Many Russian politicians are angered at the recent decision by U.S. National Security Adviser Michael Flynn to resign, calling it a sign of “Russophobia.”
According to Alexei Pushkov, a member of the Federation Council’s defense and security committee, Flynn fell victim to an aggressive newspaper campaign in the U.S. fueled by “paranoia and witch-hunts.” He said the target of the campaign isn’t Flynn “but relations with Russia.”
Oleg Morozov, a former Kremlin official and a member of the foreign affairs committee of the Federation Council, said Flynn is a victim of his own mistakes and “anti-Russian hysteria” in Washington.
Morozov added that while Russia is ready for dialogue in response to Trump’s “positive signals,” it’s under no illusions about the fact that improving relations “is a very difficult road.”
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Konstantin Kosachyov, a member of the ruling party and chairman of the foreign affairs committee of the Russian parliament, wrote on Facebook on Tuesday:
Flynn’s ouster over contacts with Russian Ambassador to the U.S. Sergey Kislyak shows that the Trump administration either isn’t independent or suffers from “Russophobia.” U.S. hawks treat a readiness for dialogue with Russia as an Orwellian “thought crime.”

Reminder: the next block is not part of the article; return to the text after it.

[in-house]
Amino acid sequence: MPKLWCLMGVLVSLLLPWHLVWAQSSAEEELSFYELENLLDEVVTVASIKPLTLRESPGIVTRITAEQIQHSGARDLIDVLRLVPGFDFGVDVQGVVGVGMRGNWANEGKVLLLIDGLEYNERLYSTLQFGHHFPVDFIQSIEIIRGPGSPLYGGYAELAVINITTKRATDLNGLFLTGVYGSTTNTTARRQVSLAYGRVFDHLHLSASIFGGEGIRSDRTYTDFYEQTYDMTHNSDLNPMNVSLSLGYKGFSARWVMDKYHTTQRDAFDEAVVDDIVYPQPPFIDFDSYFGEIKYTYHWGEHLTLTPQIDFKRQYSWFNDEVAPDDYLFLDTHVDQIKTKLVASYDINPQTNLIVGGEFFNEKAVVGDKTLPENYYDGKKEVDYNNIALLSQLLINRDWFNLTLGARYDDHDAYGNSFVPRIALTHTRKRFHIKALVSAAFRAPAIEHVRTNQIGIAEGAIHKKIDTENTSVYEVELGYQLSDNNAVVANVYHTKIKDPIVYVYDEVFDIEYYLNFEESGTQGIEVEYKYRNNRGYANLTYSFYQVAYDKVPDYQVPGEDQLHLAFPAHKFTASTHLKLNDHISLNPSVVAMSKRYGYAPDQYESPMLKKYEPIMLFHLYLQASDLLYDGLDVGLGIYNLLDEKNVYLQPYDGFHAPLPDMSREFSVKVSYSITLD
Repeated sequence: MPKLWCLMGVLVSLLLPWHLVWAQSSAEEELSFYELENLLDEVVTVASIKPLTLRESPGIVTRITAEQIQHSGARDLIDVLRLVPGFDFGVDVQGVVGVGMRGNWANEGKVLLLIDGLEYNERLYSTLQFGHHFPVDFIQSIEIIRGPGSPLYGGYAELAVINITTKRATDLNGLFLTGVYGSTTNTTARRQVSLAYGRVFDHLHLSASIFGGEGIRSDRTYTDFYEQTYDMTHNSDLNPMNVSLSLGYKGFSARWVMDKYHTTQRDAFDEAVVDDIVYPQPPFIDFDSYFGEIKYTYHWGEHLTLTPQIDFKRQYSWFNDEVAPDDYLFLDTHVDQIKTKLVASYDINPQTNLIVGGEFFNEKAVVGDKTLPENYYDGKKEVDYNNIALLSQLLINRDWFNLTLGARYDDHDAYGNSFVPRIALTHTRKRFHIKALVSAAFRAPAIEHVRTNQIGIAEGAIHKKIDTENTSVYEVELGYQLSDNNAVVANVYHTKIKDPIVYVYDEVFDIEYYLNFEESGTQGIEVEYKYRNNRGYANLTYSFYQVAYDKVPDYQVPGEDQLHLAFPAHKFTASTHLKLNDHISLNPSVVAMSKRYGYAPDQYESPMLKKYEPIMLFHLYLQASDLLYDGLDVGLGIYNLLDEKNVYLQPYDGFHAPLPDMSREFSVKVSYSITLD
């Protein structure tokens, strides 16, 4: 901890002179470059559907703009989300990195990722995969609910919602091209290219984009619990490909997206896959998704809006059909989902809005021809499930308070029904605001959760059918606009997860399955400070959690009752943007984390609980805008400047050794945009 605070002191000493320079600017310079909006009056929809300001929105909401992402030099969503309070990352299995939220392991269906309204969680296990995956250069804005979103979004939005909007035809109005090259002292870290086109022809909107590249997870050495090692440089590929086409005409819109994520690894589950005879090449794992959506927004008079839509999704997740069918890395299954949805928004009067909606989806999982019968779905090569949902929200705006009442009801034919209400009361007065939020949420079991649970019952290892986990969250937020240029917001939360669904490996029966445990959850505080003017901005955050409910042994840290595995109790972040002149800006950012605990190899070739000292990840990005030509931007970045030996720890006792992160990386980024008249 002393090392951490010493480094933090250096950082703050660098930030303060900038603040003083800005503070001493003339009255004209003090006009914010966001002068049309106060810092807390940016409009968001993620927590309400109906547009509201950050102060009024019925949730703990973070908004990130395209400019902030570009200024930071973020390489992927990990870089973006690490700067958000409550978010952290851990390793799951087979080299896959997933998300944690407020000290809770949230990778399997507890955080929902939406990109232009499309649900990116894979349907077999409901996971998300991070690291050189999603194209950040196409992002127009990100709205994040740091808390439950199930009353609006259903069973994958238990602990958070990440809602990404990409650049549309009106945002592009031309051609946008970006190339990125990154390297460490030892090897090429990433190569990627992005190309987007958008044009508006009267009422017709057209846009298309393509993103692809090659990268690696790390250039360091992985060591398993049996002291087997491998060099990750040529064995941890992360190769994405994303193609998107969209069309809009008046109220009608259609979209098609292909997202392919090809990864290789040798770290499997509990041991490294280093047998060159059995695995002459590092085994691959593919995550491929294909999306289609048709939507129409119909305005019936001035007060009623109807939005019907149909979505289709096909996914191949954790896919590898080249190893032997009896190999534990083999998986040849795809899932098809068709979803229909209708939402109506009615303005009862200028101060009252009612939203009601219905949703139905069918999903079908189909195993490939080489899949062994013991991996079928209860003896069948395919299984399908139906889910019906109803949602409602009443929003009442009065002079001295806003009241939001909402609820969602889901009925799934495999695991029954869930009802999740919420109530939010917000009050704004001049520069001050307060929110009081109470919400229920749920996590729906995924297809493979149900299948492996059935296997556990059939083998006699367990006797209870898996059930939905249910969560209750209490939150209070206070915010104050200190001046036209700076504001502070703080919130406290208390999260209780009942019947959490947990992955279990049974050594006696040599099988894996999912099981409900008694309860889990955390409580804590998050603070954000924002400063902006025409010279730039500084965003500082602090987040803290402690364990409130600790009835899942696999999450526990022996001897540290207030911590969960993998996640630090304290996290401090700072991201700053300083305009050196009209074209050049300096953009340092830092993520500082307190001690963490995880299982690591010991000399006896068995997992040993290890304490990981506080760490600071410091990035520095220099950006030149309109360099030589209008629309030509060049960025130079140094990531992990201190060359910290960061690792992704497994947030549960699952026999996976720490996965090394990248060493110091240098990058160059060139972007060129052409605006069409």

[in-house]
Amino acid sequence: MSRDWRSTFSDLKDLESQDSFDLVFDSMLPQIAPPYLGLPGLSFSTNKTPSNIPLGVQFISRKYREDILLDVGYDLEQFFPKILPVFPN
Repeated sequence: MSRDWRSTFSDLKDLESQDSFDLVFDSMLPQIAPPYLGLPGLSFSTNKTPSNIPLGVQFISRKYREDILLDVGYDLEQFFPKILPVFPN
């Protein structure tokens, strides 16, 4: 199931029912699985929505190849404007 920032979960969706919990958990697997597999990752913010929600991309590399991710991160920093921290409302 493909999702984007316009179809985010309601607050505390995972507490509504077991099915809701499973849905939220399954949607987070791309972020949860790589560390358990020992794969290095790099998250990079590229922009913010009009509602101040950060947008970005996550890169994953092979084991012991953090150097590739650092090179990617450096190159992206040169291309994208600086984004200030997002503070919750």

Dmitry Peskov, a Kremlin spokesman, told reporters in a conference call Tuesday that Flynn’s departure is an “internal matter” for the U.S. Peskov also stated that the accusations that “Flynn and Kislyak discussed U.S. sanctions against Russia late last year weren’t true.”
Flynn resigned on Monday, writing in his resignation letter that he gave “incomplete information regarding my phone calls” with Kislyak to Vice President Mike Pence.
President Trump and Russian President Putin have not set a first meeting date yet and Trump still hasn’t announced his Russian policy stance. Trump’s developing relationship with the Russians and Putin will be watched closely by the media, especially in light of its insinuation that Russians helped Trump win the election.
The Russians feel that Flynn’s resignation may be seen as a negative signal for the soon-to-begin dialogue between the two countries’ leaders.
Sberbank CIB analysts, Tom Levinson, Iskander Lutsko, and Vladimir Tsibanov said in a research note Tuesday: “Flynn was the most publicly positive figure on Russia among Trump’s key foreign policy staff and, given this, his departure could be a precursor of a more neutral/negative stance from Trump toward Russia.”
Trump had been very positive about rekindling Russian relations and even discussed removing sanctions imposed by the Obama administration.
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